Chapter 7: Engage Through Powerful Conversations: How To Use Conversations To Drive Culture, And Why Culture Delivers Goals
Even in turbulent economic times, organizations with high engagement levels outperform competitors and achieve results far better than the average. Their employees have more positive attitudes and more productive behaviours, and deliver better outcomes. All of these benefits are shaped by the conversations that leaders have with their teams. Here is a guide to more powerful conversations.
My client looked pleased and puzzled at the same time. He was the CEO of an environmental services business, and he had just returned from a road show that had taken him to his 15 offices around the world. I had asked him about what revelations had hit him during his travels around the UK, in Europe, the USA and Singapore. (We had a habit, in our coaching sessions, of finding ways for him to reflect on his business and draw out perspectives that would help him with content for his leadership communication.)
He said he had been struck by how absorbed and proud and energized some of his staff had seemed – but only in some of his offices. This both pleased and puzzled him because he recognized how positive the experience was with the energized staff, but wasn’t sure why it wasn’t the same in all of his offices.
I asked him what he put the pride and energy of some of his employees down to. He thought for a while, and replied that he didn’t know. I asked whether those who were more energized performed better. ‘Funny you should say that,’ he said. ‘Where the staff were most enthusiastic and searching and passionate, they were performing much better than the others.’
We agreed he would be more inquisitive about this when he did his next round of visits, two months later.
‘Well?’ I asked, at our next session.
‘I’m not sure,’ he mused. ‘The only thing I can see is that they seem to know much more about the company, what we’re trying to do, how we’re doing. They had more ideas and they were more challenging of me. They just seemed more engaged in the business somehow. I think their managers just talked with them more and involved them more in decision making than did the managers in the other offices.’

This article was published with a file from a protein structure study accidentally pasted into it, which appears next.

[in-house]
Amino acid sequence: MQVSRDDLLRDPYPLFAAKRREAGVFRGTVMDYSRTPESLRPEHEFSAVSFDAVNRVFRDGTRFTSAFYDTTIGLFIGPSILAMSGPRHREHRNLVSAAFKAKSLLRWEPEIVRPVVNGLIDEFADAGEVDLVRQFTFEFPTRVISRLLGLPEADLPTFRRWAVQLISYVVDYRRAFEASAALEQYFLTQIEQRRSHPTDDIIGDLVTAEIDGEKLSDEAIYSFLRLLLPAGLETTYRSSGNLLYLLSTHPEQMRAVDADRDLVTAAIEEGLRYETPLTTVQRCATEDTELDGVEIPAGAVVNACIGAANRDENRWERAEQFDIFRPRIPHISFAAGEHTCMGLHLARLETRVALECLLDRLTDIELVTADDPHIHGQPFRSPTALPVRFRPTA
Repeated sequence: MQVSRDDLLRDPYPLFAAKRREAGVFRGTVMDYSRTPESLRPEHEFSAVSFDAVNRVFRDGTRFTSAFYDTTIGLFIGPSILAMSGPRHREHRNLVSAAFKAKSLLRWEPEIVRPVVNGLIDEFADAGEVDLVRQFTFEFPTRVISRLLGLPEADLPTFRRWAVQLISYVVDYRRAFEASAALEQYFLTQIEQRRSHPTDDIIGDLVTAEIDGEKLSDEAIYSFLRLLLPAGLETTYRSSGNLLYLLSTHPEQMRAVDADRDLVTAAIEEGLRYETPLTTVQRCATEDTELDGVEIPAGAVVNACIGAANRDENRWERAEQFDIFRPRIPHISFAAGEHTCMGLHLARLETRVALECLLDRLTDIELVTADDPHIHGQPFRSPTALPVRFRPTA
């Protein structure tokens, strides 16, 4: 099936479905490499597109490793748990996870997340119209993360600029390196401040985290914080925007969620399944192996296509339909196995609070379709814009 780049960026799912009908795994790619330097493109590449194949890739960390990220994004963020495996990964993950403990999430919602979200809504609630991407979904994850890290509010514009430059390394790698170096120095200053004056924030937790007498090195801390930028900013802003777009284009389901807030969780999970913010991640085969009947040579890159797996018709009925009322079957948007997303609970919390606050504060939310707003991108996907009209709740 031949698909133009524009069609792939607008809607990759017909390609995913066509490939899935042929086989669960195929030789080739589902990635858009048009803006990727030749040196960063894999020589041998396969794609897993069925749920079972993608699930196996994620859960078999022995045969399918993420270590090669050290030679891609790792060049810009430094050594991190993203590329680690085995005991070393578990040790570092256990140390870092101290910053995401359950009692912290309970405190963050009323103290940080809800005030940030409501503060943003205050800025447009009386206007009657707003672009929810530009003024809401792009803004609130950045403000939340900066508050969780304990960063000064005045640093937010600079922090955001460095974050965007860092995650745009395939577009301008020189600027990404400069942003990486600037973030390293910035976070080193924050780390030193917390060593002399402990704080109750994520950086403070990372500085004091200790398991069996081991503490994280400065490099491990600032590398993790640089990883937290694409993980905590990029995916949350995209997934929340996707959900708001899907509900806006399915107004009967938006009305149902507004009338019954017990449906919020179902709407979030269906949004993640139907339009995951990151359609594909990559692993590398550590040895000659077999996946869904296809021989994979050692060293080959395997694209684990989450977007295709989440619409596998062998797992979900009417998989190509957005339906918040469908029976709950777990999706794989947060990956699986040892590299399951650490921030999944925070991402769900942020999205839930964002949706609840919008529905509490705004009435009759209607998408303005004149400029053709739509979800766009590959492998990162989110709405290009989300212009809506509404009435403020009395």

We decided to work with this insight and find ways to encourage managers everywhere to talk more with their staff about how to improve the business. We ensured this would happen by announcing a survey of staff, where we would be asking whether they had actually had conversations with their boss recently. This would force the managers out of their offices or else the survey would reveal their lack of contact with the front-line staff. Then we gave the managers themes we wanted discussed, with the task of feeding back to us what staff said in response. We would know if they had not done the job, because we would not get the feedback in the time set, which we could correlate with the staff survey.
Guess what? Within weeks we were getting positive signs of more engagement, more ideas, more actionable insights, and within a few months performance started to improve as well. And that was without developing the managers in terms of their ability to lead these team meetings in the right way. It was just about forcing the conversation. We did insist that the managers made decisions where they could, based on those discussions, and refer back up the line decisions that they felt were beyond their remit. Managers above them could then make the decisions that had been delegated upwards, or pass them up again. Often, we discovered that it was only a perception that they could not make decisions, rather than corporate rules that confined them. They also brought to light crunchy issues that did have to be resolved higher up the chain. Everything got faster.
This was a listening process, rather than a briefing process, and it had a remarkable effect.